Until I went to the Turkish bath. A language barrier is all well and good when you’re trying to navigate the bus system, but try being naked. My friends, in an effort to make my experience authentic, save me from getting ripped off, and help me avoid the coed baths frequented by European travelers, sent me to a bath at a mosque on the Asian side. I went clutching a hand-drawn map with key vocabulary words: “massage,” “soap,” “men,” and “women.” And thank God for those last two, because the full impact of stumbling into the wrong door became evident to me when I walked out of the rain, through a beaded curtain, and straight into a room with a whole lot of large topless Turkish women just sweating it out.

Between my crib sheet and the fact that money tends to communicate pretty well all on its own, I managed to pay and be shown to my changing room without incident. The trouble came when I was down in the baths themselves. There’s a whole system to the thing: get yourself wet with water, but not too much, and not too hot, and don’t use soap,well, not yet, then go the sauna, but for how long?

When the people on both ends of a conversation are mostly naked, some of the normal coping mechanisms we use when communicating with someone in a foreign language are rather less effective. Subtleties of body language are overcome by–well, by bodies. One must be delicate when gesturing when one is talking to someone unclothed. Add to all that the general frustration of not being understood. It’s like I had a dream that I was back in that Spanish classroom, trying to wax intelligent about Dario poetry but I’d forgotten to get dressed. But I was awake. And still naked.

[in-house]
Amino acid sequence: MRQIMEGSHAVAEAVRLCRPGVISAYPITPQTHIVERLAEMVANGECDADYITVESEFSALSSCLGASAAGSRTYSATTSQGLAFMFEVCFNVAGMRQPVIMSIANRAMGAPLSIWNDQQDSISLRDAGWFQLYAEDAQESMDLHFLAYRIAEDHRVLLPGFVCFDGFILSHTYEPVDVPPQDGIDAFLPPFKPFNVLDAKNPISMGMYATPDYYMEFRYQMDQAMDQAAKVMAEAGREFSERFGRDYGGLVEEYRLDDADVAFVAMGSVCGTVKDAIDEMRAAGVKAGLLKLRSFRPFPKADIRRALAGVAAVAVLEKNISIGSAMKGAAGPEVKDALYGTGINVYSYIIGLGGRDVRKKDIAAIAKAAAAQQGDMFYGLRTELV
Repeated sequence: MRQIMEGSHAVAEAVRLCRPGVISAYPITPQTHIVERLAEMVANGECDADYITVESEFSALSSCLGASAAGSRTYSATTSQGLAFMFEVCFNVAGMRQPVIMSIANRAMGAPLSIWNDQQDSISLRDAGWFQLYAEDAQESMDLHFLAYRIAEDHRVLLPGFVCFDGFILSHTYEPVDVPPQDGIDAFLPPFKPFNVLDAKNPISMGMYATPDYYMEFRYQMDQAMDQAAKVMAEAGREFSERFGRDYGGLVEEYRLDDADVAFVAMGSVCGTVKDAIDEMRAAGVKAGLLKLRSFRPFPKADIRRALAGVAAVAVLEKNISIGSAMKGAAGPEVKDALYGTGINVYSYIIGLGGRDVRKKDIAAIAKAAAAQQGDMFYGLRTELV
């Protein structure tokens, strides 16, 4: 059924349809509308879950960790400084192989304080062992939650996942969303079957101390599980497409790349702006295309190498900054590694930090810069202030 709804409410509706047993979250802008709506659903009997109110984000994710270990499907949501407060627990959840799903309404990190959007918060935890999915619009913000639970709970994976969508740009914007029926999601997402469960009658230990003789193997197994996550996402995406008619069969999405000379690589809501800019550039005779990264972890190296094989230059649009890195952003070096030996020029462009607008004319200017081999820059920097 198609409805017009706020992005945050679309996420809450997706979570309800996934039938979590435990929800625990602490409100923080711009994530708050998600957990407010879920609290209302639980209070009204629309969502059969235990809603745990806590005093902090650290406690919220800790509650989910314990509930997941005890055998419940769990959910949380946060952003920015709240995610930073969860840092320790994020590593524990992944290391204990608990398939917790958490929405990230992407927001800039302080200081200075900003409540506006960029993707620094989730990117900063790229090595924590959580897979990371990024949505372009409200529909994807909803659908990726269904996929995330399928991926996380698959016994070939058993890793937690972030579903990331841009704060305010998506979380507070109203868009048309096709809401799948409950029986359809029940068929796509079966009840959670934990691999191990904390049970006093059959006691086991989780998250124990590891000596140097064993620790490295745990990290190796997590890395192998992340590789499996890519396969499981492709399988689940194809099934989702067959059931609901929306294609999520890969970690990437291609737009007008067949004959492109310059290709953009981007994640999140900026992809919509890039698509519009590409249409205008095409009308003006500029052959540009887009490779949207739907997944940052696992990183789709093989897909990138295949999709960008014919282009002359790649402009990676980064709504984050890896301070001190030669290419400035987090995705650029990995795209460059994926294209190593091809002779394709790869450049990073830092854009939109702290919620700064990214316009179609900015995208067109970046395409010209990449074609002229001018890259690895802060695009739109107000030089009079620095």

The bath lady was twice as frustrated as I, which didn’t help. There was a lot of yelling in Turkish. She threw some water at me, in what I sincerely believe was an intention to be helpful. Finally, a young woman about my age who spoke a little English gave me some pointers. During my massage (which was awkward all on its own; marble slab + soapy lather = slippery), my bather used some of her very few syllables of English to get me to roll over: “Laa-dey, move.” She said “lady” as if it had three syllables and followed up her command with some pretty brutal scrubbing.